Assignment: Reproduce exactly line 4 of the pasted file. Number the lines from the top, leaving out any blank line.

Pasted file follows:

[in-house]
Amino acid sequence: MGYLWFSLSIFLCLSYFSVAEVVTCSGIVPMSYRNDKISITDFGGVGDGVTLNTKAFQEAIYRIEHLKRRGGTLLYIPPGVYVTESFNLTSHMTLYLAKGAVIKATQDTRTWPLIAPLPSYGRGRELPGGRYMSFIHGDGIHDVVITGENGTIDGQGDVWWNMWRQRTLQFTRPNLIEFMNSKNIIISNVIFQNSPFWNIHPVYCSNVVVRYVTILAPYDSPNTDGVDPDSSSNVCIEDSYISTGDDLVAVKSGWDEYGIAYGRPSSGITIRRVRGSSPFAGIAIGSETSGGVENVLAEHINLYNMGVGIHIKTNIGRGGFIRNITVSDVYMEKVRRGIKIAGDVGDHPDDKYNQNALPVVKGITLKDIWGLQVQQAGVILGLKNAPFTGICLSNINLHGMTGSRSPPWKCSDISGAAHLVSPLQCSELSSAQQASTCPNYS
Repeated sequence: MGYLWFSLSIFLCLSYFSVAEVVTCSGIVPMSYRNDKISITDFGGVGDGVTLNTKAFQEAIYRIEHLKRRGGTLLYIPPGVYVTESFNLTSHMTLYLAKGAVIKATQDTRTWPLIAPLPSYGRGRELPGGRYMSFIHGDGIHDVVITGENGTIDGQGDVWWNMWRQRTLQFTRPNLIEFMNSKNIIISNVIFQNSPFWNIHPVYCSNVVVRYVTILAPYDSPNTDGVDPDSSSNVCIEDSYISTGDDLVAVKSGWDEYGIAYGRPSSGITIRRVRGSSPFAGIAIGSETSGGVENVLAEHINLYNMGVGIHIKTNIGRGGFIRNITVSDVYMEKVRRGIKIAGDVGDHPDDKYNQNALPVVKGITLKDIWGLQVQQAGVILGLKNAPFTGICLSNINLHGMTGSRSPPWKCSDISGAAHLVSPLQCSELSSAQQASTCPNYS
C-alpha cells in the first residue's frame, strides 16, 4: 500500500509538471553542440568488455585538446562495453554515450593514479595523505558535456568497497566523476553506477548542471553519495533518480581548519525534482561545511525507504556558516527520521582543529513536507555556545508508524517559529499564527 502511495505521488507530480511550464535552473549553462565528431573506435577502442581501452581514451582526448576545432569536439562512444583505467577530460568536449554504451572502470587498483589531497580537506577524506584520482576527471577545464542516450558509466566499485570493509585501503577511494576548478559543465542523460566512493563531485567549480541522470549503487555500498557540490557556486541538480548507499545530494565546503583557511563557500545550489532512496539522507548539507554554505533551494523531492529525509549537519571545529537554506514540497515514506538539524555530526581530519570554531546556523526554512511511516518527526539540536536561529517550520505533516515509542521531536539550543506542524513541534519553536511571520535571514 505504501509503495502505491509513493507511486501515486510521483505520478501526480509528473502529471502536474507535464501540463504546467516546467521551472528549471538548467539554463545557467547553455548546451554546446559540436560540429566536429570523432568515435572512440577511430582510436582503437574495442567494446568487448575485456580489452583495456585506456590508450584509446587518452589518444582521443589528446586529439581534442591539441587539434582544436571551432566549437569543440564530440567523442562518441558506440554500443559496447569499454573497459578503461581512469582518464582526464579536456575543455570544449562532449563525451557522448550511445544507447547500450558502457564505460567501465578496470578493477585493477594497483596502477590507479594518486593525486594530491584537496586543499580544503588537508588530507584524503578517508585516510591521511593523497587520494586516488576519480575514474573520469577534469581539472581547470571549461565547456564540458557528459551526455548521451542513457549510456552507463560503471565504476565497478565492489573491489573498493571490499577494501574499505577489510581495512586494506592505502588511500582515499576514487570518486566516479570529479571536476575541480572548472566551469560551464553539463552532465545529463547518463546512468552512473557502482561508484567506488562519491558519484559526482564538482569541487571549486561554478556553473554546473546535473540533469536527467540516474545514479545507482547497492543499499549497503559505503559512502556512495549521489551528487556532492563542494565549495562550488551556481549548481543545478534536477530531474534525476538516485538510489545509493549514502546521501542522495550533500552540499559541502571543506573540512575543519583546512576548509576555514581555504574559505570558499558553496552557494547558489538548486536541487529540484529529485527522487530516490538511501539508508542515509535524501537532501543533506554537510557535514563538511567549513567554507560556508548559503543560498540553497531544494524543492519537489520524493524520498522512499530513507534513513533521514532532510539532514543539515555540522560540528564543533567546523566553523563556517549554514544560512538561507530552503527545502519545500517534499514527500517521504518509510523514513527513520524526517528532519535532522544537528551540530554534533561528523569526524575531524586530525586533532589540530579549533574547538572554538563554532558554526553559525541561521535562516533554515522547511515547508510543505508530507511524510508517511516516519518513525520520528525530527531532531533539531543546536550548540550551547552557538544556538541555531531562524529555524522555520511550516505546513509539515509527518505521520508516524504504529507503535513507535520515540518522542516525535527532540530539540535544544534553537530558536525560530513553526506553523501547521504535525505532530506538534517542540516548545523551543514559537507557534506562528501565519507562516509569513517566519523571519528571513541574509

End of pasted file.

C-alpha cells in the first residue's frame, strides 16, 4: 500500500509538471553542440568488455585538446562495453554515450593514479595523505558535456568497497566523476553506477548542471553519495533518480581548519525534482561545511525507504556558516527520521582543529513536507555556545508508524517559529499564527 502511495505521488507530480511550464535552473549553462565528431573506435577502442581501452581514451582526448576545432569536439562512444583505467577530460568536449554504451572502470587498483589531497580537506577524506584520482576527471577545464542516450558509466566499485570493509585501503577511494576548478559543465542523460566512493563531485567549480541522470549503487555500498557540490557556486541538480548507499545530494565546503583557511563557500545550489532512496539522507548539507554554505533551494523531492529525509549537519571545529537554506514540497515514506538539524555530526581530519570554531546556523526554512511511516518527526539540536536561529517550520505533516515509542521531536539550543506542524513541534519553536511571520535571514 505504501509503495502505491509513493507511486501515486510521483505520478501526480509528473502529471502536474507535464501540463504546467516546467521551472528549471538548467539554463545557467547553455548546451554546446559540436560540429566536429570523432568515435572512440577511430582510436582503437574495442567494446568487448575485456580489452583495456585506456590508450584509446587518452589518444582521443589528446586529439581534442591539441587539434582544436571551432566549437569543440564530440567523442562518441558506440554500443559496447569499454573497459578503461581512469582518464582526464579536456575543455570544449562532449563525451557522448550511445544507447547500450558502457564505460567501465578496470578493477585493477594497483596502477590507479594518486593525486594530491584537496586543499580544503588537508588530507584524503578517508585516510591521511593523497587520494586516488576519480575514474573520469577534469581539472581547470571549461565547456564540458557528459551526455548521451542513457549510456552507463560503471565504476565497478565492489573491489573498493571490499577494501574499505577489510581495512586494506592505502588511500582515499576514487570518486566516479570529479571536476575541480572548472566551469560551464553539463552532465545529463547518463546512468552512473557502482561508484567506488562519491558519484559526482564538482569541487571549486561554478556553473554546473546535473540533469536527467540516474545514479545507482547497492543499499549497503559505503559512502556512495549521489551528487556532492563542494565549495562550488551556481549548481543545478534536477530531474534525476538516485538510489545509493549514502546521501542522495550533500552540499559541502571543506573540512575543519583546512576548509576555514581555504574559505570558499558553496552557494547558489538548486536541487529540484529529485527522487530516490538511501539508508542515509535524501537532501543533506554537510557535514563538511567549513567554507560556508548559503543560498540553497531544494524543492519537489520524493524520498522512499530513507534513513533521514532532510539532514543539515555540522560540528564543533567546523566553523563556517549554514544560512538561507530552503527545502519545500517534499514527500517521504518509510523514513527513520524526517528532519535532522544537528551540530554534533561528523569526524575531524586530525586533532589540530579549533574547538572554538563554532558554526553559525541561521535562516533554515522547511515547508510543505508530507511524510508517511516516519518513525520520528525530527531532531533539531543546536550548540550551547552557538544556538541555531531562524529555524522555520511550516505546513509539515509527518505521520508516524504504529507503535513507535520515540518522542516525535527532540530539540535544544534553537530558536525560530513553526506553523501547521504535525505532530506538534517542540516548545523551543514559537507557534506562528501565519507562516509569513517566519523571519528571513541574509